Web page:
Often times when I tell people I lead the Reception program for my club they dismiss it as not actual coaching, as the kids are "only five year olds" and "can't actually play football". Yes, they can't play proper football, but if they are not guided appropriately at this age they will not be able to play football properly when they grow older. Coaching reception isn't about football. It's about basic motor skills, social competences, and getting themselves familiarised with a sporting environment. And to me that's dead important.
According to a research conducted by Ohio State University, 86% of disadvantaged urban children of preschool ages lack basic motor skills. They do not have age appropriate ability in throwing, catching, dribbling, or even simple motions without an object like jumping and gliding. How do we expect any kid to become fine footballers if they are not equipped with the very basic of motor skills at a young age, when their brains and bodies are rapidly learning new concepts and acquiring new abilities?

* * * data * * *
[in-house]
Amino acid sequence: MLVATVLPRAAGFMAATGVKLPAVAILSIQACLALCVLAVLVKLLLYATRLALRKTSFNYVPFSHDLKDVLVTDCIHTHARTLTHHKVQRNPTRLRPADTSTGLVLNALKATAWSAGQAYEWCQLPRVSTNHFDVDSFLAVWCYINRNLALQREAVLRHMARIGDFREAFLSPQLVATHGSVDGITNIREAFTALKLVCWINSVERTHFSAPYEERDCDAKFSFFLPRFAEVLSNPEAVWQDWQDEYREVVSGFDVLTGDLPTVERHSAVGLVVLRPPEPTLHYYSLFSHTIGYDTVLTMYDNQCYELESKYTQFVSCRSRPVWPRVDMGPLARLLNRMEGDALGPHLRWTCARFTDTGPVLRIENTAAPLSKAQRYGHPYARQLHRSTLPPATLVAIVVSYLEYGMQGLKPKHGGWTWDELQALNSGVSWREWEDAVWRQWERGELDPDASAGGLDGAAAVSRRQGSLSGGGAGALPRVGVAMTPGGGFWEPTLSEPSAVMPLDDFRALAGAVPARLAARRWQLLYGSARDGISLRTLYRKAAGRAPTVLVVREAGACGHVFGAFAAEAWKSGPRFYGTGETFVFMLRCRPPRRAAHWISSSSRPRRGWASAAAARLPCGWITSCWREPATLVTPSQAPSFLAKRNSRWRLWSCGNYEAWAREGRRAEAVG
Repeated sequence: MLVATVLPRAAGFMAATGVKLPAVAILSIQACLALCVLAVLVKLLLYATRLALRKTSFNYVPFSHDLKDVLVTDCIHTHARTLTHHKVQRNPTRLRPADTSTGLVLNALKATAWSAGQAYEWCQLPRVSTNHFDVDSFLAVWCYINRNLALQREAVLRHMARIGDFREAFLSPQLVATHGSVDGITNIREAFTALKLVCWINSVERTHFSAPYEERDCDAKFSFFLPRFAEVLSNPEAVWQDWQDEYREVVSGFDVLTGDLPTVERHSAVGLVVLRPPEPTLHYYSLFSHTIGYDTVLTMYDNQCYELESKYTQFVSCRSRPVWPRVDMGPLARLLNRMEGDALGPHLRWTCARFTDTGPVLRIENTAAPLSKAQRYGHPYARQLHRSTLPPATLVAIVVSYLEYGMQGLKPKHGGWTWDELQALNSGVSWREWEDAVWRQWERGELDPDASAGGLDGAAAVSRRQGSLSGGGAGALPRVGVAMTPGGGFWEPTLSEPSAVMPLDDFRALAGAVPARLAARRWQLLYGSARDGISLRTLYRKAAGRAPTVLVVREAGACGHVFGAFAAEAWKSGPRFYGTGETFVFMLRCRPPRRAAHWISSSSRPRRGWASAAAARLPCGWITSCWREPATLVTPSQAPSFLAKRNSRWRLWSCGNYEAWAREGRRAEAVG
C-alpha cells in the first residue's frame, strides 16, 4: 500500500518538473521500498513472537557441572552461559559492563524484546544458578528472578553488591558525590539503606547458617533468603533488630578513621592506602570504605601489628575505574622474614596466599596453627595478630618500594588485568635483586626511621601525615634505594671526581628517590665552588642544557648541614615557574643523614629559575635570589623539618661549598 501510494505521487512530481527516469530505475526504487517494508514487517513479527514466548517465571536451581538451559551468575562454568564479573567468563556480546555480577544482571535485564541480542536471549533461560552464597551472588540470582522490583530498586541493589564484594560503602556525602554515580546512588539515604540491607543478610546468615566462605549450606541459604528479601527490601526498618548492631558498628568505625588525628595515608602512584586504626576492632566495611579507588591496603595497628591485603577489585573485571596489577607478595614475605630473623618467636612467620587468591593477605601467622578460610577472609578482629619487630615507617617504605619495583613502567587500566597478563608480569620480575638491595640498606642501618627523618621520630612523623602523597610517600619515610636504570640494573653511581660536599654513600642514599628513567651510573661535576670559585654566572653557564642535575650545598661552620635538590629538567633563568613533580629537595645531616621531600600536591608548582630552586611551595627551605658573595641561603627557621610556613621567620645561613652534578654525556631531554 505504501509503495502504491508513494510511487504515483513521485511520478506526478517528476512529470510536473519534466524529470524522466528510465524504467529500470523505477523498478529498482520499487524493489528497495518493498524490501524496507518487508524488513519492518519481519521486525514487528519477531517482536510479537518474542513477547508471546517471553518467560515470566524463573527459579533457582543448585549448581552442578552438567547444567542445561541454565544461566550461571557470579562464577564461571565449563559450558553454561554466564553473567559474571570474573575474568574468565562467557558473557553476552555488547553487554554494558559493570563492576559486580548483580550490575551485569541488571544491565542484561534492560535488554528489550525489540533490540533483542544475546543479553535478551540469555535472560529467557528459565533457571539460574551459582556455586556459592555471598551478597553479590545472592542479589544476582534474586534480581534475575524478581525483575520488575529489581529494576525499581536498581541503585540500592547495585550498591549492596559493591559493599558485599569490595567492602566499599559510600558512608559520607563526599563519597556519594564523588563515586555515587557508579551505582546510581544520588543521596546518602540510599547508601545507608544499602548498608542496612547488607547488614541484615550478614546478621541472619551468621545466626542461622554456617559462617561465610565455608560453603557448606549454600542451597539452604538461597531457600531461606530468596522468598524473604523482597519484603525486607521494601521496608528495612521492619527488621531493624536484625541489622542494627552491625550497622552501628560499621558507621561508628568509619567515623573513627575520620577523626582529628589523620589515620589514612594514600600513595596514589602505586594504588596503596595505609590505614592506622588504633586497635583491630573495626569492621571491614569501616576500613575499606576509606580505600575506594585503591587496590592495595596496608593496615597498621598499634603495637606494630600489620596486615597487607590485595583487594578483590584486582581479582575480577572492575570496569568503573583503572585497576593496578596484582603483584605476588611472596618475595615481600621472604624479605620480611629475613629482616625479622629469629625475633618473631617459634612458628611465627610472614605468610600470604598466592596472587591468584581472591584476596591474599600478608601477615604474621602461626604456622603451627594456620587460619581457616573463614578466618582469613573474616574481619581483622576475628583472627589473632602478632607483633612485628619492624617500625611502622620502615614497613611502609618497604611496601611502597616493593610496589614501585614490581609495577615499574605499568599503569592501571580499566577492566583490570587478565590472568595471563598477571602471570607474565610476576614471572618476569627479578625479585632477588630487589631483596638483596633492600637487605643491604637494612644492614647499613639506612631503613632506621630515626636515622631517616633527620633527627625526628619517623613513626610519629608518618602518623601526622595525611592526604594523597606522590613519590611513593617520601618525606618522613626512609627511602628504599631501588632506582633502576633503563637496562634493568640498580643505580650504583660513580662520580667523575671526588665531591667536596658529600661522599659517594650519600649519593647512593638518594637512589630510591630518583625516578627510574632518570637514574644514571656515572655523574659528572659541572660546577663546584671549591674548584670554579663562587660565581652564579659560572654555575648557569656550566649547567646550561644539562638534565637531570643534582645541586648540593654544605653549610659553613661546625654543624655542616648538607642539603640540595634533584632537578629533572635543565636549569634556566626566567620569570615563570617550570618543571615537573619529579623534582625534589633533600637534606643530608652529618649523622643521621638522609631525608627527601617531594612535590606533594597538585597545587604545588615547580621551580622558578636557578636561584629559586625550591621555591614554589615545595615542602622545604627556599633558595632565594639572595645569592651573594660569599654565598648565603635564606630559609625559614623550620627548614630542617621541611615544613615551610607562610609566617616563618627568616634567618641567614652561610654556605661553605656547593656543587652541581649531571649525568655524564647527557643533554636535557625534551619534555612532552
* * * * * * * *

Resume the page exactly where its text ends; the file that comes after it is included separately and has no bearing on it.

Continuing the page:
Coaching reception isn't about football. In a typical structured session there are tag games, progressing to having a football at their feet to get them used to the concept of controlling and dribbling a football, lots and lots of turning and basic physical activities. Throughout an extended period of time these skills will become muscle memories, tremendously important for any athlete in any sport. How many times have we seen a seven or eight year old who struggles in a sport simply because they are not used to rapid movements, rapid turning and change in direction, hand-eye-foot coordination, or rapid body reaction?
And it's not just motor skills that are at stake. These sessions also allow them to familiarise themselves with playing and interacting with other children of their age, where they can learn basic social skills and allow them to develop psychosocially. Not only are these important in team sports, they also prepare kids for years of schooling to come as well when they will be interacting with classmates, teachers and other individuals on a daily basis.
My job is to ensure the kids I coach don't struggle both physically and socially as they get older and more involved in sports and other daily activities, when they hopefully will be prepared adequately to ensure successful development as both an athlete and a person.
About the Author
Bao "Terry" Cao is currently a coach at Manchester United Foundation and the FA Development Centre for girls. Terry is licensed by both the FA and USSF. He shares his personal experience of being involved in youth soccer as both a coach and an outside viewer.